Friday, November 05, 2004

singing surgeons

People often ask me what the healthcare system is like in Belize. Well, I have to say that I have nothing but good experiences. I mean, some hospitals are lacking in equipment and for certain treatments you'll have to leave the country and go to Mexico or Guatemala. But the good thing here is that you get so much personal attention. Back in London, I often felt that doctors just didn't have the time to listen. Here doctors will easily spend an hour with you in a consultation. Often they start the "session" by introducing themselves in the most elaborate way; they'll tell you where they're from, where they studied, etc. All very nice. And if they don't know what's wrong with you, they'll call in their collegues to help with the assesment. This personal attention is more assuring to me than any piece of equipment can ever be.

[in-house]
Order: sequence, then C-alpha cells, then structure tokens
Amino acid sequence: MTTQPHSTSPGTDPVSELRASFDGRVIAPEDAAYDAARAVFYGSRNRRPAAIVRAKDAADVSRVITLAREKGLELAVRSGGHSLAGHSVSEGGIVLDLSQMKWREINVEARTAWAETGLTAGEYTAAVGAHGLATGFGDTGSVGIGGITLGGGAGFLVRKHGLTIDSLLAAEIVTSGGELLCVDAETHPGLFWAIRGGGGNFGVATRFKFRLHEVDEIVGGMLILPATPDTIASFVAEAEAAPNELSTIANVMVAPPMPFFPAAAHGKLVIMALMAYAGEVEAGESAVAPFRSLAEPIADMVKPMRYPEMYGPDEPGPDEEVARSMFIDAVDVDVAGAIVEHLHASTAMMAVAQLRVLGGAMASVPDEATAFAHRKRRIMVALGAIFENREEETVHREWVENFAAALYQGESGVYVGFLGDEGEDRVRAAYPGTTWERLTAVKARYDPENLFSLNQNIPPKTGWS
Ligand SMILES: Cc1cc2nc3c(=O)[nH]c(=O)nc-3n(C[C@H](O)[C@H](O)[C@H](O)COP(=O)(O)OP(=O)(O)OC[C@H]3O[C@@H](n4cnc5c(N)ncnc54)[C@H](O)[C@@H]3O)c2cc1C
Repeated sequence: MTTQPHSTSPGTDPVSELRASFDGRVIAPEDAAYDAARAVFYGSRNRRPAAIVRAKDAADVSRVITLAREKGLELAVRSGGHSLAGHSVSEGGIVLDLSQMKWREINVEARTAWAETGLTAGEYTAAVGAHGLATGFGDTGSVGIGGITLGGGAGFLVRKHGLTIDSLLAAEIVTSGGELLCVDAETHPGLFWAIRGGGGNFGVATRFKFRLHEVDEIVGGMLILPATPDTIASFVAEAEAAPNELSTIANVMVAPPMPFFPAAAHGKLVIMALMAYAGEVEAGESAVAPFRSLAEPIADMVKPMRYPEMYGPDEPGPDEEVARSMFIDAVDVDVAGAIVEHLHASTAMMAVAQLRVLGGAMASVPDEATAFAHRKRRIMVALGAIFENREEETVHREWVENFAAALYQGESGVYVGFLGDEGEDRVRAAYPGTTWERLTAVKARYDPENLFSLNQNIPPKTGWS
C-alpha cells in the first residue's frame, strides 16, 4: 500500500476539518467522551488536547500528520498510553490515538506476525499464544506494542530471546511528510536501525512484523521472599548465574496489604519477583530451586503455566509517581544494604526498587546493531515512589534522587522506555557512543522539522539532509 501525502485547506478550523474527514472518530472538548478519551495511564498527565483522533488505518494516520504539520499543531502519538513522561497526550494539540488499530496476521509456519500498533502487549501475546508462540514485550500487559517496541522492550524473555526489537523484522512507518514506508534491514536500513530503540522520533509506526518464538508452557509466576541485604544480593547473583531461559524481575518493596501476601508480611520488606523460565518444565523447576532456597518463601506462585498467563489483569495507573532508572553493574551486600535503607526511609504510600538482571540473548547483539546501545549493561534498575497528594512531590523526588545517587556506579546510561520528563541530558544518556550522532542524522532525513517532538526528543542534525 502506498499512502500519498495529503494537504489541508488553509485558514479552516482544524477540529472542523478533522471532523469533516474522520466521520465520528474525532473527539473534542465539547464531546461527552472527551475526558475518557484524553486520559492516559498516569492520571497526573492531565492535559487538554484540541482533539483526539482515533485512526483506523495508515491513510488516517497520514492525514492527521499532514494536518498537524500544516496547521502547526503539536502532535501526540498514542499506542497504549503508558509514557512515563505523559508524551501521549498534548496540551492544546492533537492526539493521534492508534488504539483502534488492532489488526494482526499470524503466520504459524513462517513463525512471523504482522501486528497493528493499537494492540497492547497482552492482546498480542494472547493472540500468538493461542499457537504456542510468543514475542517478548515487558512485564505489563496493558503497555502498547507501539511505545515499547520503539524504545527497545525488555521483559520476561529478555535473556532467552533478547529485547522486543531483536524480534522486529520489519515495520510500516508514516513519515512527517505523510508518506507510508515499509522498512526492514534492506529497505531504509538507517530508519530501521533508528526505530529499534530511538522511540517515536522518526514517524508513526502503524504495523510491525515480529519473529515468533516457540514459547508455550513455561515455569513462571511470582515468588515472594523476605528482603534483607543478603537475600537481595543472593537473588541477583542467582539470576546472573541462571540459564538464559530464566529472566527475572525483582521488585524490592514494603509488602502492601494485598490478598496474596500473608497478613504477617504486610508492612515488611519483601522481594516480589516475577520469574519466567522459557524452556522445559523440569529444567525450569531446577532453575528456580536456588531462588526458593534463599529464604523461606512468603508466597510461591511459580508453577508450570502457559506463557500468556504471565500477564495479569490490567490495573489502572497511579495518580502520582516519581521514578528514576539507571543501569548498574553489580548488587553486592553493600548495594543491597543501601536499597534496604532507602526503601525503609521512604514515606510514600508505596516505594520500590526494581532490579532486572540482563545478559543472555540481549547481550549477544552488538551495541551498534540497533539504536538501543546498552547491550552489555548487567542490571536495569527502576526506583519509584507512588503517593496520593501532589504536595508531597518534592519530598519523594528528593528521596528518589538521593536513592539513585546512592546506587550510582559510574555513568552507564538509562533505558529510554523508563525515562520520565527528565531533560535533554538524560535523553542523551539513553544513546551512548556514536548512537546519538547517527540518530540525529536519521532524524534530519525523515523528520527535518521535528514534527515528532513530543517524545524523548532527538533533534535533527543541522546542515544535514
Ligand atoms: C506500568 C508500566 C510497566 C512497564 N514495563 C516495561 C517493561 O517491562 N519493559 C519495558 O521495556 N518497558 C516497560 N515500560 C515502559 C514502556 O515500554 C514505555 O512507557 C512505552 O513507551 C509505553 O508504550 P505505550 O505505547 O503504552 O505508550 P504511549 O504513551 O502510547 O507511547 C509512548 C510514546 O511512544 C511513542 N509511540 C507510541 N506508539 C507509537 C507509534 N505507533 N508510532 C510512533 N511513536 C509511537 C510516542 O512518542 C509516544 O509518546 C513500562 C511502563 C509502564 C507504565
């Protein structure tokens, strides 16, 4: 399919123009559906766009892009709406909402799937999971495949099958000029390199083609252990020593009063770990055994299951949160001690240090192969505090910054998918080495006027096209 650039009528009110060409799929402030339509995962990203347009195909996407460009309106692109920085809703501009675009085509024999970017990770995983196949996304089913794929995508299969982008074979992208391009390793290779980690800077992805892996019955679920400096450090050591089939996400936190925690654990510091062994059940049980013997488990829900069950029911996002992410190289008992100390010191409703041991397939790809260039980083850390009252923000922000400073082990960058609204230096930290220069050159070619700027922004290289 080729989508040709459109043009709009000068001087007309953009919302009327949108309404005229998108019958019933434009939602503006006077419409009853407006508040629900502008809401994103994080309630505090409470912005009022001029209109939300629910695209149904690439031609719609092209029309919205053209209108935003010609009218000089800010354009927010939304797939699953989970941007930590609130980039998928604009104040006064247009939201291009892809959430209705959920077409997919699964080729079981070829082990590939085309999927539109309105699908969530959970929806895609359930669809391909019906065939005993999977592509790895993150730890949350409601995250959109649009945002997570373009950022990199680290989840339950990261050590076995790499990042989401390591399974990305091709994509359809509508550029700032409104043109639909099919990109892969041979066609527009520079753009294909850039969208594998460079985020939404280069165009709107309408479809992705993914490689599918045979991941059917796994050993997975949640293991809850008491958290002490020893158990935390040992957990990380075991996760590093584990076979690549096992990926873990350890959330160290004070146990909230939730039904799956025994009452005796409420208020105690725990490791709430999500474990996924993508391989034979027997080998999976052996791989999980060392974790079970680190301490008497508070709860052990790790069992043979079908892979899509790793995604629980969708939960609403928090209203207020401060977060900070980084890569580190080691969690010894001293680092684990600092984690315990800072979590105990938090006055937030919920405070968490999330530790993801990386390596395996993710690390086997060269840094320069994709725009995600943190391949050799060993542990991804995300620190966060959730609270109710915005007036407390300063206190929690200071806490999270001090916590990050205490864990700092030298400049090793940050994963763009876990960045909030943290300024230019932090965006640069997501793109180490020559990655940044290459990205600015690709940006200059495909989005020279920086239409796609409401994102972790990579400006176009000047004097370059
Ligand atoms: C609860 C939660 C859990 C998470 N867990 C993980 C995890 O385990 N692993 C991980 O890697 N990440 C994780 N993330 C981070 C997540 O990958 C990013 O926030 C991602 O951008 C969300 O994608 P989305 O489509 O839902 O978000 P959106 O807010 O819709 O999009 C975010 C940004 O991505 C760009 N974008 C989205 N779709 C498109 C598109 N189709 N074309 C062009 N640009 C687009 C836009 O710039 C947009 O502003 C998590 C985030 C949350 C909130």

Belmopan hospital, where I gave birth to Lucas, is one of the smallest and most basic hospitals in Belize (at least, from the ones I've seen). At this hospital you have to bring your own pillow cases, sheets, toilet paper, etc. Still, Lucas' birth was an absolutely perfect experience. Again, because of the personal care I received from Dr. Raju (he's a hero in our family). Anyway, I won't go into that whole story.

What's much funnier is what happened to me in La Loma Luz hospital in San Ignacio. It's a 7th day Adventist or Baptist hospital, I believe (not sure what the difference is between the two). Anyway, I had an operation there about 5 months ago and had to spend the night there as well. We paid an extra $45 and booked a private room with AC, television and two beds (so Andy could stay in the other bed).

Anyway, the next morning we woke up as all the hospital staff crowded into our room with a guitar and started singing to us. It was the most bizare thing I have ever experienced. Here was my surgeon from the day before standing in front of me with a huge grin on his face, singing "Every day with Jesus is better than the day before". After about 3 songs (beautifully sung, I have to say) they all bowed their heads and thanked the Lord for a succesful operation. Isn't that just the sweetest?

Andy and I exchanged many surprised glances at eachother throughout the whole thing, but both thouroughly enjoyed it. It was just another one of those strange Belize moments.